Driver Education: Commentary Driving
June 25, 2009
For most parents who are teaching their teens to drive, using commentary driving seems to make perfect sense. But like many other simple tasks, commentary driving is not always easy to do well, and if done improperly, can be frustrating for both the parent and teen.
Since commentary driving involves speaking out loud while driving, parents should model it for teens well before they allow the teen behind the wheel of the vehicle. Teens are likely to feel self-conscious about the process (and parents may, too), so several lessons just on the method itself will be helpful. Parents should emphasize the fundamentals; for example, taking note of the speed limit every time they enter a new street and watching for pedestrians in every crosswalk.
Just as they would with any other driving lesson, parents should begin practicing commentary driving in a relatively simple driving environment and progress to more complex situations, such as driving on the expressway. Each lesson in a new driving environment should be preceded by a demonstration by the parent of commentary driving in that environment; this allows teens to absorb some of the new hazards they will encounter from the safety of the passenger seat.
One purpose of commentary driving is to focus the driver’s attention on her or his thoughts, which in turn helps to maintain a high level of alertness. This is particularly helpful with teens, who may be struggling to overcome the excitement of finally getting to drive enough to focus on the process. It’s also helpful to parents, who otherwise might experience great anxiety as they wonder whether or not their teen has noticed hazards ahead, such as other drivers drifting out of their lanes or following too closely or cars parked on the side of the street.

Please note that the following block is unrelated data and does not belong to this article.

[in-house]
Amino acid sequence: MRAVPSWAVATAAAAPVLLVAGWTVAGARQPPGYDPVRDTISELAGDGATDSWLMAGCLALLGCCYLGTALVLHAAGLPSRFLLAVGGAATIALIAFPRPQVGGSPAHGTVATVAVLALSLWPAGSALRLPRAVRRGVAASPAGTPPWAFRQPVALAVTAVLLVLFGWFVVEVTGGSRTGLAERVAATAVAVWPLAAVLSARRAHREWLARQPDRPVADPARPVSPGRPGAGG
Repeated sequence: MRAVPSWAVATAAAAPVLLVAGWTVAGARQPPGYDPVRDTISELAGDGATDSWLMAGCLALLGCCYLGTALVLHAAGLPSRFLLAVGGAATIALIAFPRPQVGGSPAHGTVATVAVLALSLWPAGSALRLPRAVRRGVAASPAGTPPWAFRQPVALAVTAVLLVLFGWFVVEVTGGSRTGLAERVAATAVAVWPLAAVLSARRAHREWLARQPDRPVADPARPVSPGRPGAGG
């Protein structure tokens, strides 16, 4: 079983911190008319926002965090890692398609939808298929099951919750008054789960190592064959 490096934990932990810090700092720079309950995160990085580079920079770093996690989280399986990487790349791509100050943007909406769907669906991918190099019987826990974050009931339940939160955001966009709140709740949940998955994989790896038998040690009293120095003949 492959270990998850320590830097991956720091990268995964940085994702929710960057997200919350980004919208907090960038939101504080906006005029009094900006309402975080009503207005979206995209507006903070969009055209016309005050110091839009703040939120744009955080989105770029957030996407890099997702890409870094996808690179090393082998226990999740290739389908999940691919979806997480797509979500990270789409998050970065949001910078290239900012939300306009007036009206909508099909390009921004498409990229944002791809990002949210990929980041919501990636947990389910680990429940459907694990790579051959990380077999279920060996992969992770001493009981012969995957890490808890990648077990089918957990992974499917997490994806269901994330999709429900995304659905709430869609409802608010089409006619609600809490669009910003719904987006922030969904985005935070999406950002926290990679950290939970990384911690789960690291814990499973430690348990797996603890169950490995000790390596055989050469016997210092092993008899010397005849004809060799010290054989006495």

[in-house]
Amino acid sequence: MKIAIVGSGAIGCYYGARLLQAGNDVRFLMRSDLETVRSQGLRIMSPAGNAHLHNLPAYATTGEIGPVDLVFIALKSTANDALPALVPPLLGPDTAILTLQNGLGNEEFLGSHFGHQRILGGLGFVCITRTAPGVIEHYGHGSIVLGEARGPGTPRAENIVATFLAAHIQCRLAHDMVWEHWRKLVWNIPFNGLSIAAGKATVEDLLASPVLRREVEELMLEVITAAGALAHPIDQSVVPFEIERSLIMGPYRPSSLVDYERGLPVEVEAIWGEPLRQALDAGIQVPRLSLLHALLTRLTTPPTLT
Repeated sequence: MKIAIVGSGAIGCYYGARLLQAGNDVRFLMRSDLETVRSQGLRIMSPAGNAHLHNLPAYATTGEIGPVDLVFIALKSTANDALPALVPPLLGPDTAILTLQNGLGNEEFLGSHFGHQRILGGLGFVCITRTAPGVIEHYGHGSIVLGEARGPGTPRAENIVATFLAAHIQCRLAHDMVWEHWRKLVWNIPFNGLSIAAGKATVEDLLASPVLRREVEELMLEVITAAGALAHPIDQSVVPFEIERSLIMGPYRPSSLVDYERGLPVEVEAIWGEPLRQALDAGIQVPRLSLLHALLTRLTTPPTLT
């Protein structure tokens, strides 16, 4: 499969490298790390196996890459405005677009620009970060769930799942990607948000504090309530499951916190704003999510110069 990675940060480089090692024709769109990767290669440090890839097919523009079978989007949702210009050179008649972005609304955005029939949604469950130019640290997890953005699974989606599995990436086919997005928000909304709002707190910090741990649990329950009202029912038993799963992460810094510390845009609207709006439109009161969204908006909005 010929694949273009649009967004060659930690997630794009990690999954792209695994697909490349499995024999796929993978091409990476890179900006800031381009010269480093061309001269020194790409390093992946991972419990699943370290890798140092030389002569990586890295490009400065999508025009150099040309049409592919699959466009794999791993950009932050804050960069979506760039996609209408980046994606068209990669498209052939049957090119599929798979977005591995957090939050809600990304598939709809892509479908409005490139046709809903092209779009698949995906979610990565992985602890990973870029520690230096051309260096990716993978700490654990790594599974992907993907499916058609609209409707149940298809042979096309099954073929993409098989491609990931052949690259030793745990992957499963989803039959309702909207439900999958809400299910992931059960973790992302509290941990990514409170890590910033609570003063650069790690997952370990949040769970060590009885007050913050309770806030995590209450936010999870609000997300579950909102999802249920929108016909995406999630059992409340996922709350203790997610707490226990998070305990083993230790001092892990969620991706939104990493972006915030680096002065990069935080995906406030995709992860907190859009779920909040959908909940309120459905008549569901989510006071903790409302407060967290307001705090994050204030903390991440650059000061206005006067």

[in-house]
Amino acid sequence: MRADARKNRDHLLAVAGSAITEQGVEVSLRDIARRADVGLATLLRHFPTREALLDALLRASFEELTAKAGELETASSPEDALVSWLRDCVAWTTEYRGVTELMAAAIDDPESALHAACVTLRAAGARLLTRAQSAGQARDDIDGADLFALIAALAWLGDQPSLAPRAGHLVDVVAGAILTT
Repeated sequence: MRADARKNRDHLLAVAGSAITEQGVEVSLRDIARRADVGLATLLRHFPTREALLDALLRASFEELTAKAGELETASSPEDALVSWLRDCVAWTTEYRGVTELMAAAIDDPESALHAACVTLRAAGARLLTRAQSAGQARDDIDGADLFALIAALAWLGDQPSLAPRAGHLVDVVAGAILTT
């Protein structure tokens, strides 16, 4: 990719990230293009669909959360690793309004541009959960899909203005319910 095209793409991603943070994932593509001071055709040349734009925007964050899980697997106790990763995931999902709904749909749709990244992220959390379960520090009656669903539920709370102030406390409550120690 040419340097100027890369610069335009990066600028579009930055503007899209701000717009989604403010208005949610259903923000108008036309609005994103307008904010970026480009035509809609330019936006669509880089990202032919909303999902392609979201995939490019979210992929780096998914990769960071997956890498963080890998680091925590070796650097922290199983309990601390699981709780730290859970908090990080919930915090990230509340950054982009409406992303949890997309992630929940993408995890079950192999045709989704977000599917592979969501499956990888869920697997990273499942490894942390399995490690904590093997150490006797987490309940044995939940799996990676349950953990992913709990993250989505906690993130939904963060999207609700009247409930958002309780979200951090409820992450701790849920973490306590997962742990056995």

While commentary driving involves talking while driving, the content of the discussion should be specific and targeted to the driving environment. The driver maintains a running list of observations and actions. An example of commentary driving is: “Approaching intersection….green light….car in oncoming lane waiting to turn left….checking mirrors….light still green….checking intersection….crossing intersection….”. Comments that are general, i.e., “checking ahead,” are not helpful because they don’t increase the awareness level of the driver. The person commenting should say what they see and how they plan to handle what they see.
Parents should resist the temptation to interject into teens’ comments unless absolutely necessary. Questions such as, “What would it mean if that traffic light was yellow?” and “How many seconds should your following distance be if it starts raining right now?” distract teens from what’s in front of them and teach them to rely on someone else’s observations instead of making their own. Parents should make note of any discussion points on a log and cover them at the end of the lesson when the vehicle is parked.
If teens get distracted and stop commenting, parents should encourage them to return to the process with general comments like, “Keep going; tell me everything you’re seeing and what you’re going to do.” When teens repeatedly stop commenting, they may be tired or overwhelmed, signaling that the lesson should end. After the lesson, parents can point out that when drivers stop commenting, their level of alertness goes down.
Parents can also ask questions that help teens understand how commentary driving works after the lesson is over. For example, ask, “Could you practice commentary driving while talking on your cell phone? How do you think talking on a cell phone affects a person’s driving?”
Commentary driving can be an effective driver education tool if used properly; parents who invest time and energy in the process help their teens to be better, safer drivers.